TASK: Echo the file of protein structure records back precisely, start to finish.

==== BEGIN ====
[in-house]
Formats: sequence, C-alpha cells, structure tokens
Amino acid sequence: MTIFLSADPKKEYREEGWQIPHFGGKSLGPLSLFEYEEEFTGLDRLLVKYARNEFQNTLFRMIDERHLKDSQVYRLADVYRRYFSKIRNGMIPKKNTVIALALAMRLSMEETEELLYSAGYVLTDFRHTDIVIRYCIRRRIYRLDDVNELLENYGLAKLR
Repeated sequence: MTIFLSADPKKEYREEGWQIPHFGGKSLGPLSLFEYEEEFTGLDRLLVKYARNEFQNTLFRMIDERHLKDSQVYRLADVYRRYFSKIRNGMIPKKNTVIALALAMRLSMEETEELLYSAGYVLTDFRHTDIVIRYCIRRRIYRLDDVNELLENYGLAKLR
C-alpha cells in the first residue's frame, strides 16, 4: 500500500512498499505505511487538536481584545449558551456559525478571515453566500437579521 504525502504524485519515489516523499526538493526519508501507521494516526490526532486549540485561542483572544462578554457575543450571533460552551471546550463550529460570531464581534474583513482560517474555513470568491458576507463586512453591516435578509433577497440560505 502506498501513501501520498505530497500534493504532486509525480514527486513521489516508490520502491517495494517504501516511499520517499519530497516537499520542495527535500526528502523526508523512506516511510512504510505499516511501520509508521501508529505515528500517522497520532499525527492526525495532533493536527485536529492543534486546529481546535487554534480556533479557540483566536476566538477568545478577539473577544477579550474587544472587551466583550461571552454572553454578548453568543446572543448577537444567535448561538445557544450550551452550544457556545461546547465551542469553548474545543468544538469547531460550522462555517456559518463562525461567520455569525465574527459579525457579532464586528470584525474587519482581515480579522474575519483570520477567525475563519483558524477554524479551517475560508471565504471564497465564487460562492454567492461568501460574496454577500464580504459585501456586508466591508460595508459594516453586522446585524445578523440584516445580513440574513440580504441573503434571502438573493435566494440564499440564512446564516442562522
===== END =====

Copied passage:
[in-house]
Formats: sequence, C-alpha cells, structure tokens
Amino acid sequence: MTIFLSADPKKEYREEGWQIPHFGGKSLGPLSLFEYEEEFTGLDRLLVKYARNEFQNTLFRMIDERHLKDSQVYRLADVYRRYFSKIRNGMIPKKNTVIALALAMRLSMEETEELLYSAGYVLTDFRHTDIVIRYCIRRRIYRLDDVNELLENYGLAKLR
Repeated sequence: MTIFLSADPKKEYREEGWQIPHFGGKSLGPLSLFEYEEEFTGLDRLLVKYARNEFQNTLFRMIDERHLKDSQVYRLADVYRRYFSKIRNGMIPKKNTVIALALAMRLSMEETEELLYSAGYVLTDFRHTDIVIRYCIRRRIYRLDDVNELLENYGLAKLR
C-alpha cells in the first residue's frame, strides 16, 4: 500500500512498499505505511487538536481584545449558551456559525478571515453566500437579521 504525502504524485519515489516523499526538493526519508501507521494516526490526532486549540485561542483572544462578554457575543450571533460552551471546550463550529460570531464581534474583513482560517474555513470568491458576507463586512453591516435578509433577497440560505 502506498501513501501520498505530497500534493504532486509525480514527486513521489516508490520502491517495494517504501516511499520517499519530497516537499520542495527535500526528502523526508523512506516511510512504510505499516511501520509508521501508529505515528500517522497520532499525527492526525495532533493536527485536529492543534486546529481546535487554534480556533479557540483566536476566538477568545478577539473577544477579550474587544472587551466583550461571552454572553454578548453568543446572543448577537444567535448561538445557544450550551452550544457556545461546547465551542469553548474545543468544538469547531460550522462555517456559518463562525461567520455569525465574527459579525457579532464586528470584525474587519482581515480579522474575519483570520477567525475563519483558524477554524479551517475560508471565504471564497465564487460562492454567492461568501460574496454577500464580504459585501456586508466591508460595508459594516453586522446585524445578523440584516445580513440574513440580504441573503434571502438573493435566494440564499440564512446564516442562522